What’s Wrong With The LA Clippers?

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Even before Blake Griffin went down to injury, it was clear that CP3’s departure was hurting the Clippers’ playoff chances.

Why are the Clippers in trouble? I’ll give you three reasons why.

1. Assist numbers are low… blah, blah, blah

Chris Paul’s exit to Houston is starting to become more noticeable on both sides of the ball. Consider the drop-off in assists production. In 2016, the Clippers finished 15th in the league, averaging 22.5 assists per game. This season, they’re averaging only 19.6 assists per game, currently tied for 27th in the league.

Courtesy: NBA.com

Coach Doc Rivers has shifted the offensive strategy to create an offense suited to Blake Griffin’s strengths. But LA is still producing low assist numbers as a team. They’re assisting on only 51% of scoring plays.

Griffin, who’s now injured, currently leads the team in points per game (22.8) and assists in per game (4.7). He’s followed by the injured point guard, Milos Teodosic (4.0), and shooting guard Lou Williams (3.7). Austin Rivers, son of Doc Rivers, has not contributed much by way of assists, despite having a bigger role since Paul’s departure. He’s averaging only 2.6 assists this year.

Just as revealing are the number of turnovers per game and the assists-to-turnover ratio. The loss of Chris Paul’s presence is felt most in those categories. The Clippers averaged 12.5 turnovers with a 1.8 assists-to-turnover ratio in 2016. This year the LAC are averaging 14.3 turnovers per game with a 1.4 assists-to-turnover ratio. The ball security Paul provided ranks among the best in NBA history. But the Clippers are now losing games because they don’t have a replacement ball-handler.

2. More rebounds, less offense?

The Clippers continue to dominate the offensive board and they also create second scoring chances, but they aren’t finishing those chances efficiently. They are 3rd in the league in offensive rebound percentage at 25.8% and they are in the middle of the pack defensively at 77.1%.

Even with added possessions on the offensive side, defensive rebounding hasn’t created enough possessions to compensate for the added turnovers per game.

Then there’s the matter of PACE. PACE measures the number of possessions per 48 minutes. PACE can help determine the speed of a team’s offensive approach, but it does not necessarily represent the final result of the efficiency of those offensive possessions. The Clippers rank 17th in the number of possessions per 48 minutes.

The San Antonio Spurs, on the other hand, rank at the bottom of the table. The Spurs have a higher net rating, meaning that they generate more defensive stops and score effectively when they have the chance. The Spurs currently rank 9th in the league in net rating, whereas the Clippers sit at 16th.

The Clippers are likely to sustain offensive rebound production, but will they score more on those added possessions for the remainder of the season?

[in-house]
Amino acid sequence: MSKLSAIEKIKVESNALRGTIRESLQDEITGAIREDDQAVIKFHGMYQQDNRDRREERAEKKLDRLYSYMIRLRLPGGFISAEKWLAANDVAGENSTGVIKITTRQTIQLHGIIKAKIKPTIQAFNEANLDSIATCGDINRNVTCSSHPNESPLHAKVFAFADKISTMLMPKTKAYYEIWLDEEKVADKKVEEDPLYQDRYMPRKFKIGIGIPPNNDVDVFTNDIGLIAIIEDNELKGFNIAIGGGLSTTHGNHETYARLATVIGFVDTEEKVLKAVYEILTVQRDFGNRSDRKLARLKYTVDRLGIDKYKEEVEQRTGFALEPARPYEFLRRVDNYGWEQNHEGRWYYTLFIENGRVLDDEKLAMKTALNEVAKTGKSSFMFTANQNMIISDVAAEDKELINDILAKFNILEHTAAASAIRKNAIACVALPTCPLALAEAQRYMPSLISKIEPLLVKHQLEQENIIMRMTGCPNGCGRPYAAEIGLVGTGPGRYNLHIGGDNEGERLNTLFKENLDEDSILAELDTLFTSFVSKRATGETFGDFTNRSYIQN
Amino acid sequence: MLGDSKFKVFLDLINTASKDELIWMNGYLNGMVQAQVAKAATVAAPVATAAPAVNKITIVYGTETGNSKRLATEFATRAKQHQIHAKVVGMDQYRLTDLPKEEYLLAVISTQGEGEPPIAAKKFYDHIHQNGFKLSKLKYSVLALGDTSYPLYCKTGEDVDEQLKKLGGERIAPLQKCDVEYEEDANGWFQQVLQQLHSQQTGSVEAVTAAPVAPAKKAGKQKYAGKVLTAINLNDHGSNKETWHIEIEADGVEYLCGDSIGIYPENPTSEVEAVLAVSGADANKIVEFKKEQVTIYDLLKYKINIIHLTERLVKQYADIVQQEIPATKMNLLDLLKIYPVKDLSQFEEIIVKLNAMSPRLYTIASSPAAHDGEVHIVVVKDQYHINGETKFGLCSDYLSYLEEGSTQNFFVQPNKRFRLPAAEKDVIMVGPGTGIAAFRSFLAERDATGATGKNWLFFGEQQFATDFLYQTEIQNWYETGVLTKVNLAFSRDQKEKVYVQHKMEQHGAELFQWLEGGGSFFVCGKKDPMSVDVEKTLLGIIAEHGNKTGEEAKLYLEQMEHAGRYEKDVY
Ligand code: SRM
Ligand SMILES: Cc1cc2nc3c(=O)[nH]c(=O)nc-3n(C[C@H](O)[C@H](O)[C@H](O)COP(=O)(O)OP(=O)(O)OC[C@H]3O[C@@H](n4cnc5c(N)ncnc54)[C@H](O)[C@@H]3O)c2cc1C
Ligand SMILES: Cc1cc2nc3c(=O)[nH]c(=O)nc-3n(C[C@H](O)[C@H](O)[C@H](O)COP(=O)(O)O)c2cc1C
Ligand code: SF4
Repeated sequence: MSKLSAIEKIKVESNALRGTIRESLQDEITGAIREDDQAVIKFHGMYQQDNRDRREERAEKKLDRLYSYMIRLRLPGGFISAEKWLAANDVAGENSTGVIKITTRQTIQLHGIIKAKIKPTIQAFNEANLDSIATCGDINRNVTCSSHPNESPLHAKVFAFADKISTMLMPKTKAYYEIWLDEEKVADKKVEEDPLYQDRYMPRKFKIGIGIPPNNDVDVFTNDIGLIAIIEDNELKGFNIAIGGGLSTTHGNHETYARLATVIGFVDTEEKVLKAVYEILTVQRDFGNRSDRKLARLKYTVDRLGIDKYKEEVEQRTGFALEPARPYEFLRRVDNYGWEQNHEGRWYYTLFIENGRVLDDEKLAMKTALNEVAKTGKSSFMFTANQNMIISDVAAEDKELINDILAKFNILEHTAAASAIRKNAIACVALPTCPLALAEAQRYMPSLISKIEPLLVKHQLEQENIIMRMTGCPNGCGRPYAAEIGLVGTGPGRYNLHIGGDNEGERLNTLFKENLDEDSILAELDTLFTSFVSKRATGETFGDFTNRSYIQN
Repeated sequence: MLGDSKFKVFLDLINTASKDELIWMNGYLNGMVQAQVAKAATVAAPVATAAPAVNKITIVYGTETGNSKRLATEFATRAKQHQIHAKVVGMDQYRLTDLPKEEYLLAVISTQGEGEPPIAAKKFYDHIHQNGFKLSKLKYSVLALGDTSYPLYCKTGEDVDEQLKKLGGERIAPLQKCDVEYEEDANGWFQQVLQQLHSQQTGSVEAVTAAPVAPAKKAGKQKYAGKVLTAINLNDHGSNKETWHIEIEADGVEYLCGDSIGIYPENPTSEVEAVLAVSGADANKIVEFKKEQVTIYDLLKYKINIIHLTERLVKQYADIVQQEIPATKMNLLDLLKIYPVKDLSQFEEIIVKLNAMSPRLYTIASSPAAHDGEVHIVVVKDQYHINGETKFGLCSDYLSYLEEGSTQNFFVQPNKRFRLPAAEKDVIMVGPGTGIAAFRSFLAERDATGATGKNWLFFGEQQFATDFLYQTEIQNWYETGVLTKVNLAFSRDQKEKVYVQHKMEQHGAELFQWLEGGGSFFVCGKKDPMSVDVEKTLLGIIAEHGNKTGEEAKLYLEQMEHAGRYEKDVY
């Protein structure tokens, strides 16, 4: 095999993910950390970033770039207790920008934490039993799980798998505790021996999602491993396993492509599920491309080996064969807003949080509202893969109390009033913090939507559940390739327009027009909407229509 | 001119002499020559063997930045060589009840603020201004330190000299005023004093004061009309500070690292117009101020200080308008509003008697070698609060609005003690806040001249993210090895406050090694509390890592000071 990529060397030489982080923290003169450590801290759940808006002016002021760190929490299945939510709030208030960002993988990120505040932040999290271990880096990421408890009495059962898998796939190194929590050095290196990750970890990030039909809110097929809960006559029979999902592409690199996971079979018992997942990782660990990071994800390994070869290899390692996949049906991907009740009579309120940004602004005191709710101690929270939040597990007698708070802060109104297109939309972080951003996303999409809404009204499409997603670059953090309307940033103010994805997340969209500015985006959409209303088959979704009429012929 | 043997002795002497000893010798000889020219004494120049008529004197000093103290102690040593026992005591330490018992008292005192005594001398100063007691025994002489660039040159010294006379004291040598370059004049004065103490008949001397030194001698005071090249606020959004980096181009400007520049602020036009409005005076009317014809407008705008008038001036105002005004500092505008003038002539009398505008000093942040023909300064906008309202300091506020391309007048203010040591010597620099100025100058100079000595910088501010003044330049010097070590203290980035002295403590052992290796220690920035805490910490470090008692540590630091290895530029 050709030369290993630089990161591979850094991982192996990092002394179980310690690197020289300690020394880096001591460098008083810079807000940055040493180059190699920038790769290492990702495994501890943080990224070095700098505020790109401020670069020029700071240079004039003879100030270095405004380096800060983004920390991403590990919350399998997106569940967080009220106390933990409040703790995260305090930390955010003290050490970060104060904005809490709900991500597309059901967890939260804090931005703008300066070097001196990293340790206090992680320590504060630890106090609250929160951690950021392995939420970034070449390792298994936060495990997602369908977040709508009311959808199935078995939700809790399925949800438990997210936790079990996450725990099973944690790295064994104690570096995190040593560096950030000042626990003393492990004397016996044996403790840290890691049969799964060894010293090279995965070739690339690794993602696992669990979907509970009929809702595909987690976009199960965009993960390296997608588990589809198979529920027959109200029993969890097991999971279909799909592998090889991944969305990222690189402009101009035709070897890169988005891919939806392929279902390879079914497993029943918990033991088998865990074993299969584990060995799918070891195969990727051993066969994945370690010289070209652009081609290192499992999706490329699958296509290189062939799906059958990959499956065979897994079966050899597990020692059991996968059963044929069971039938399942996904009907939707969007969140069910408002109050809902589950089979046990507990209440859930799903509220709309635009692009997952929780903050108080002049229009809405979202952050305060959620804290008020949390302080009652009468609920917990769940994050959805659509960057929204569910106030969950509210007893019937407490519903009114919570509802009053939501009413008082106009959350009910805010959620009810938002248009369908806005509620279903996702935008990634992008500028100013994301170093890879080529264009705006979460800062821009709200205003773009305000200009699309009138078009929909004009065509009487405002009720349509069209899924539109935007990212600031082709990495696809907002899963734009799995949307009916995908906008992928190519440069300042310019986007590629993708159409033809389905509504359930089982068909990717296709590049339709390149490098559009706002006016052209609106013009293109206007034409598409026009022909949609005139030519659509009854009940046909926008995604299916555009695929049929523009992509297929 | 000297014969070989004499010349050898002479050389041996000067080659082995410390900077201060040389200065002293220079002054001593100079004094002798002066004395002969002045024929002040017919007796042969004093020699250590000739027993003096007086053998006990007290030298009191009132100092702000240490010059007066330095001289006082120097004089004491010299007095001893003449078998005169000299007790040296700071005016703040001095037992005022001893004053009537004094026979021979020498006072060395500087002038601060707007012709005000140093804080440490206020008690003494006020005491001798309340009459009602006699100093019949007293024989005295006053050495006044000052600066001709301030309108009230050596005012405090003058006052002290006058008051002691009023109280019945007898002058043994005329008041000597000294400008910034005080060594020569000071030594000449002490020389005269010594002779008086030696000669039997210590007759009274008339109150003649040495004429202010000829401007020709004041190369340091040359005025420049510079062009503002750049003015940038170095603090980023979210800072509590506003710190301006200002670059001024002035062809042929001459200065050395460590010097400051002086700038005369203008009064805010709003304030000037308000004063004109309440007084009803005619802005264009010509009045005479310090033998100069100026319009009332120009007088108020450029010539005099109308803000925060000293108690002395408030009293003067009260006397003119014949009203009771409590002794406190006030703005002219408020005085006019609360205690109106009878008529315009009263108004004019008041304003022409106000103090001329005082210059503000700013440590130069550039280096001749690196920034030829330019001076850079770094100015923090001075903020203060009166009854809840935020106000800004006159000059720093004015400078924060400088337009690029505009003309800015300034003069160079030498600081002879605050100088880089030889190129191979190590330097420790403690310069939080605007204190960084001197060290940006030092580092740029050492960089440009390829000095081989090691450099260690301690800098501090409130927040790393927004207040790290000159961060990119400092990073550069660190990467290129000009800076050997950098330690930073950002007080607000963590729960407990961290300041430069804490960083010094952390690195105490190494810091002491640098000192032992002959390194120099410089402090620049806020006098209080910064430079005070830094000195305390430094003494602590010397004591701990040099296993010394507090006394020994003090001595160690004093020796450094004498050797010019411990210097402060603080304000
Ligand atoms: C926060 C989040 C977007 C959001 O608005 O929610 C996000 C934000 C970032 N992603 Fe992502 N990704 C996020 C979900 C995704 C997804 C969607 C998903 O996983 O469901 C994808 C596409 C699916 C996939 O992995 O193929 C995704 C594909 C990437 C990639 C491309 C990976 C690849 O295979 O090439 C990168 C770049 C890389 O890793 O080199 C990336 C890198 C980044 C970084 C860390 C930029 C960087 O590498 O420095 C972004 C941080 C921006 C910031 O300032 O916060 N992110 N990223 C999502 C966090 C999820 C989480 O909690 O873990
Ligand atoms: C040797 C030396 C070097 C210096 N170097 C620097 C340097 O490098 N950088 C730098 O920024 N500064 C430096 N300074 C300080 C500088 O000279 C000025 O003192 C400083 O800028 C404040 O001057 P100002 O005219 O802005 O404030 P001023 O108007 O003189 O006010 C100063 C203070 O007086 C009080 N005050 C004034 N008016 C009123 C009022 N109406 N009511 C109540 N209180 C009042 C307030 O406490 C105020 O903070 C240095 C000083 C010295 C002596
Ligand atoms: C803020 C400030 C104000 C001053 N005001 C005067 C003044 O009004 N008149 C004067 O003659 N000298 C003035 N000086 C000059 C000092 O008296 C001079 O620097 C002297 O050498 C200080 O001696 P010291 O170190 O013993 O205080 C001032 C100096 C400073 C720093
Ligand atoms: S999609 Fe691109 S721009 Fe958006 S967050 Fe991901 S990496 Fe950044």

3. Lack of true team identity

The recent off-season roster changes have created an identity issue. Yes, the team is no longer limited by Paul’s defensive liabilities (namely, his height and relative inability to keep up with younger, more athletic guards), but they have taken a significant blow on the offensive side of the court. They upgraded on both sides of the ball by signing guards Patrick Beverly and Williams, but this team has yet to become dominant on either side of the court.

Courtesy: Sporting News

How might that change? The Clippers could choose to become a defensive team with a strong, transition offense. LAC can do that because they rank 9th in the league in percentage of points off turnovers (17.4%). The roster is also capable of slowing down strong offensive teams.

But Rivers has yet to establish a system for Deandre Jordan, Griffin, and Beverly to thrive defensively and convert into effective scoring plays.

The reality is that this team is average offensively and defensively in terms of points per game. The only identity the Clippers have established is isolation basketball. Data show that 49% of the made field goals are unassisted, which means that the first person to touch the ball is odds-on likely to score the field goal.

Big questions loom:

Does Doc Rivers have enough personnel to turn around an abysmal start?

Will it be too late to make a playoff run in a top-heavy Western Conference?


About José Cruz-Torres

Soccer coach, first, writer, also tied for first…. I coach youth soccer in the United States and devote the remainder of my time to writing about every sport possible. Both were childhood dreams and I’m lucky enough to merge both passions into my life today. I’m continually fascinated by the realm of the sports industry and the silly, mysterious traditions that unite fanbases globally. As a sports journalist, my job feels complete when apparently incompatible things–like ‘efficiency ratio rankings’ and a LeBron James pregame fashion statement–intersect seamlessly.

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